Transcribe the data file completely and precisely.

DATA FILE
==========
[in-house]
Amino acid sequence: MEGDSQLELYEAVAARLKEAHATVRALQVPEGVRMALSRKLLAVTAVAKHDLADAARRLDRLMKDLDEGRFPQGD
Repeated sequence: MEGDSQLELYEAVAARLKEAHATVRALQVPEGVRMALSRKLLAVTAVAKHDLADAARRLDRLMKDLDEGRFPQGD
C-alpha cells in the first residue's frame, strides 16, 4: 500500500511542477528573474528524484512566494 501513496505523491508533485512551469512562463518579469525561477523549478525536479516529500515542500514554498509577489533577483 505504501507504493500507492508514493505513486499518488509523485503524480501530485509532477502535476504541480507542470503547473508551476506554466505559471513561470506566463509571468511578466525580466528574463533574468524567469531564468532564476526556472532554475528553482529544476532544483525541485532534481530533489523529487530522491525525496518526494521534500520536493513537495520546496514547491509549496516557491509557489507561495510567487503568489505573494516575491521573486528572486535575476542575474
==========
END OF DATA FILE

[in-house]
Amino acid sequence: MEGDSQLELYEAVAARLKEAHATVRALQVPEGVRMALSRKLLAVTAVAKHDLADAARRLDRLMKDLDEGRFPQGD
Repeated sequence: MEGDSQLELYEAVAARLKEAHATVRALQVPEGVRMALSRKLLAVTAVAKHDLADAARRLDRLMKDLDEGRFPQGD
C-alpha cells in the first residue's frame, strides 16, 4: 500500500511542477528573474528524484512566494 501513496505523491508533485512551469512562463518579469525561477523549478525536479516529500515542500514554498509577489533577483 505504501507504493500507492508514493505513486499518488509523485503524480501530485509532477502535476504541480507542470503547473508551476506554466505559471513561470506566463509571468511578466525580466528574463533574468524567469531564468532564476526556472532554475528553482529544476532544483525541485532534481530533489523529487530522491525525496518526494521534500520536493513537495520546496514547491509549496516557491509557489507561495510567487503568489505573494516575491521573486528572486535575476542575474